Wednesday, July 15
Atlanta natives Howlies are somehow depraved enough to merit the production talents of the one and only Kim Fowley, the same dirtbag who spat out a string of perverted, obscure garage hits before managing (or, reportedly, molesting) the underage Runaways to stardom in the late '70s. So, what to make of these young fellows? Are they only interested in the ladies, or do they actually bring the goods? Well, actually, the answer is both. If Black Lips were made over as characters from Grease or West Side Story, they'd sound like this. The results are funny, catchy pop tunes with a few raw edges, lots of oohs and aahs, and lyrics about hitting competing male suitors with aluminum baseball bats. A word to the wise: Don't let them near your girlfriend. Witt, Austenitic and Meseta open at Soda Bar.
Thursday, July 16
Given the overwhelmingly positive reception to their three-date run at The Casbah in January, it's possible that local legends Three Mile Pilot are more popular now than they were during their original incarnation. Oh, wait. Apparently, they never “broke up” but instead just went 10 years without playing any shows. Whatever the case, Tom, Zach and Pall are back on track, because they have a new home (Temporary Residence Records) and a new record due out in early 2010, and they're playing their first concert in six months at Belly Up Tavern with Optiganally Yours, one of many Rob Crow side-projects from yesteryear ($20).
Friday, July 17
Blonde-haired, bleary-eyed L.A. duo Pearl Harbour haven't been around for all that long, but their track “Lost at Sea” is already one of the best songs I've heard this summer—a liquid, wistful, slow jam that bears all the hallmarks of Ariel Pink at his most coherent. I have no idea what their live performance will be like, but since they're playing with the ever-reliable Beaters—who are among the most impressive bands in San Diego right now—and low-profile L.A. guitar grinders Best Coast, this one is hard to pass up. Especially 'cause it's free. At Whistle Stop Bar.
Sunday, July 19
Splitting the difference between the mid-tempo hard rock of Blue Oyster Cult circa Tyranny and Mutation and the bluesy crunch of Black Sabbath's self-titled debut, the only way you'd be able to tell Graveyard apart from those groups is by their modern production qualities. This is either a really good or really bad thing depending on your point of view, but there's no doubt that these Swedes have the utmost reverence for their forebears, paying tribute with enough swagger to make you second guess whether they just stepped out of a time machine from the early '70s. Tee Pee Records labelmates and unashamed retro-rockers Night Horse also perform at Bar Pink.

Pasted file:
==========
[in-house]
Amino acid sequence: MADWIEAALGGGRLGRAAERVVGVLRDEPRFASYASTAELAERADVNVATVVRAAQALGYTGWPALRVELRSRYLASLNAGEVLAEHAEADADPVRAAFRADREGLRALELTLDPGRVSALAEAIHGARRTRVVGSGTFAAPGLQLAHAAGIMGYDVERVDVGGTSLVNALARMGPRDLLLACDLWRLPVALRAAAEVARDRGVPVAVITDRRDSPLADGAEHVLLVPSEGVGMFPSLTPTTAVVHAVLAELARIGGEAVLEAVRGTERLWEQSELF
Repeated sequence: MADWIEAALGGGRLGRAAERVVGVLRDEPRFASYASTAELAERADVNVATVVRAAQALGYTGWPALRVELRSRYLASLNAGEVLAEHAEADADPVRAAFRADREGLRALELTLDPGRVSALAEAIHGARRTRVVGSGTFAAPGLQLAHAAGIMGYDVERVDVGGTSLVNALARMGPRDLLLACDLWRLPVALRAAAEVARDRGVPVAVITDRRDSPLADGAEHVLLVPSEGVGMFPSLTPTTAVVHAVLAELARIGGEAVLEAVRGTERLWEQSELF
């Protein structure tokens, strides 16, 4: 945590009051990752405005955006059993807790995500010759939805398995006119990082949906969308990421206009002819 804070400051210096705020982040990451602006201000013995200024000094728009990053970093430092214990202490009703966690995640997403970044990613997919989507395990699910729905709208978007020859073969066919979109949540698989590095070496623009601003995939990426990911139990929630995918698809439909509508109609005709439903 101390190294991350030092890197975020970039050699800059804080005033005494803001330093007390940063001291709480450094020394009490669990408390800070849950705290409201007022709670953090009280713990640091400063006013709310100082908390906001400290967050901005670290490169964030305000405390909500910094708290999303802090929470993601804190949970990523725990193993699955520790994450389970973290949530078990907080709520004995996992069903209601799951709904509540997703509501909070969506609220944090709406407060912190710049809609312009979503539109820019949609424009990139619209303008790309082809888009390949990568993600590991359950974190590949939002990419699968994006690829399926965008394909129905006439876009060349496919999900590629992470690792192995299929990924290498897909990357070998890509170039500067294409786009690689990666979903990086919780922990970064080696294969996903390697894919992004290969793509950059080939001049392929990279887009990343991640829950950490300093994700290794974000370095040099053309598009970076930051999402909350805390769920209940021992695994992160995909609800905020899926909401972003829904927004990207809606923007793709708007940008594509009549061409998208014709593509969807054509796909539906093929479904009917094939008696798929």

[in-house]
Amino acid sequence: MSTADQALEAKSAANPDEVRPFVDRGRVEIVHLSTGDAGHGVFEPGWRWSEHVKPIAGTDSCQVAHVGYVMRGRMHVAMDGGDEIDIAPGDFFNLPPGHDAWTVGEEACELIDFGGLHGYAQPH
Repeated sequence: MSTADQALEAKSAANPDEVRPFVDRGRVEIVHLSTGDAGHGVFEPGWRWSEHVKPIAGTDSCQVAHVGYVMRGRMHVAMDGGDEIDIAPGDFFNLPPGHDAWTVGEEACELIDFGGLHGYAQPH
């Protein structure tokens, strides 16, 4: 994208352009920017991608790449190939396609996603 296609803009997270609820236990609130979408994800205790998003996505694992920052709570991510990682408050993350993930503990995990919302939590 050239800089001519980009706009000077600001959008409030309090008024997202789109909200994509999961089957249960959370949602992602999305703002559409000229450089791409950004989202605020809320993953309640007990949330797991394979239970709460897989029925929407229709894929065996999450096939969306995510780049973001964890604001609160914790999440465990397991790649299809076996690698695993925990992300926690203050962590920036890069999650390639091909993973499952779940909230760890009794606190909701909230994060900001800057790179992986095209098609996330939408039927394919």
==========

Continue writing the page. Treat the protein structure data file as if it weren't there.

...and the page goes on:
Monday, July 20
I'm not a big believer in the “guilty” part of “guilty pleasures,” because it puts too much credence in the preferences of my peers. Have I really become so self-conscious that I'm afraid to admit to actually enjoying something? Nah, fuck that. For example, my appreciation of '80s synth-pop duo Tears for Fears isn't supposed to be ironic, and I don't feel all that guilty about loving “Everybody Wants to Rule the World,” “Mad World” and “Change.” But I find it kind of funny and I find it kind of sad that many out in music-snob land would laugh at the thought of attending one of their concerts. If I could afford it, I would be at this show in a second, haters be damned. The ever-melodramatic Rufus Wainwright opens at Humphrey's Concerts by the Bay ($80).Although it's occasionally tempting to lump the recent growth spurt of good West Coast bands into some greater movement, Portland's Meth Teeth, L.A.'s Fag Cop and San Diego's own Christmas Island would be quick to point out that each band sounds very little like the other two. Aside from sharing two-guitar / drums / vocals setups, budget recording techniques and generally skeptical demeanors, each group has carved out its own unique niche in the nether regions. Meth Teeth's twangy dirges, Christmas Island's wide-eyed, charming clatter and Fag Cop's blown-out, rudimentary hardcore are perfect examples of why broad categorization of underground music is a complete waste of everybody's time. At Soda Bar.Baroness singer / guitarist John Dyer Baizley is one talented dude. In addition to fronting the crusty Georgia-based punk-metal band, his hallucinogenic artwork has graced some of the finest heavy releases of the past several years (Torche's In Return, Kylesa's Static Tensions and his own band's Red Album, among others). But while cult Philly band Clutch are surely mighty enough to headline, that shouldn't give them the license to bring their reggae side-project Lionize along for the ride. Expect a holy war between Rastafarians and Satanists at 'Canes ($19).